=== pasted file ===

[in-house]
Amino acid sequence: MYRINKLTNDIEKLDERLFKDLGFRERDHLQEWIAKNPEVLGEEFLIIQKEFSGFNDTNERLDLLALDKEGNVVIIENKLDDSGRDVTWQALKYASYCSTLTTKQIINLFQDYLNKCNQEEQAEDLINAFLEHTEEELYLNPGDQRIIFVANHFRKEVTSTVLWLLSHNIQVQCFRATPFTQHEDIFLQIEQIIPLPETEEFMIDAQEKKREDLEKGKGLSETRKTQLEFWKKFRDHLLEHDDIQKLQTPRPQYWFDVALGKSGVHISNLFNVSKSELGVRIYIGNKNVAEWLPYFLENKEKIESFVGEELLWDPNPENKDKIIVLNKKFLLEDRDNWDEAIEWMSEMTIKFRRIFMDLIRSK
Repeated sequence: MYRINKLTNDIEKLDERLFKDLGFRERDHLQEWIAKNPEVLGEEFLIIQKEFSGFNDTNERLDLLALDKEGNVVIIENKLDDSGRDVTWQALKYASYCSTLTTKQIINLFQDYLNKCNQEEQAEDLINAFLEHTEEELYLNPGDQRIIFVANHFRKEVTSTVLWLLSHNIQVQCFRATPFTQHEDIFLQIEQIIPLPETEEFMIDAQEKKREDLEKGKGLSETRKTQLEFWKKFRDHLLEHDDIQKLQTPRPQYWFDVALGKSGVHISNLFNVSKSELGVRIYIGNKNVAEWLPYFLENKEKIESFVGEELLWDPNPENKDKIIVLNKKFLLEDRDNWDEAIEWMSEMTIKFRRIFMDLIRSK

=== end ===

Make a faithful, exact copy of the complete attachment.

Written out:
[in-house]
Amino acid sequence: MYRINKLTNDIEKLDERLFKDLGFRERDHLQEWIAKNPEVLGEEFLIIQKEFSGFNDTNERLDLLALDKEGNVVIIENKLDDSGRDVTWQALKYASYCSTLTTKQIINLFQDYLNKCNQEEQAEDLINAFLEHTEEELYLNPGDQRIIFVANHFRKEVTSTVLWLLSHNIQVQCFRATPFTQHEDIFLQIEQIIPLPETEEFMIDAQEKKREDLEKGKGLSETRKTQLEFWKKFRDHLLEHDDIQKLQTPRPQYWFDVALGKSGVHISNLFNVSKSELGVRIYIGNKNVAEWLPYFLENKEKIESFVGEELLWDPNPENKDKIIVLNKKFLLEDRDNWDEAIEWMSEMTIKFRRIFMDLIRSK
Repeated sequence: MYRINKLTNDIEKLDERLFKDLGFRERDHLQEWIAKNPEVLGEEFLIIQKEFSGFNDTNERLDLLALDKEGNVVIIENKLDDSGRDVTWQALKYASYCSTLTTKQIINLFQDYLNKCNQEEQAEDLINAFLEHTEEELYLNPGDQRIIFVANHFRKEVTSTVLWLLSHNIQVQCFRATPFTQHEDIFLQIEQIIPLPETEEFMIDAQEKKREDLEKGKGLSETRKTQLEFWKKFRDHLLEHDDIQKLQTPRPQYWFDVALGKSGVHISNLFNVSKSELGVRIYIGNKNVAEWLPYFLENKEKIESFVGEELLWDPNPENKDKIIVLNKKFLLEDRDNWDEAIEWMSEMTIKFRRIFMDLIRSK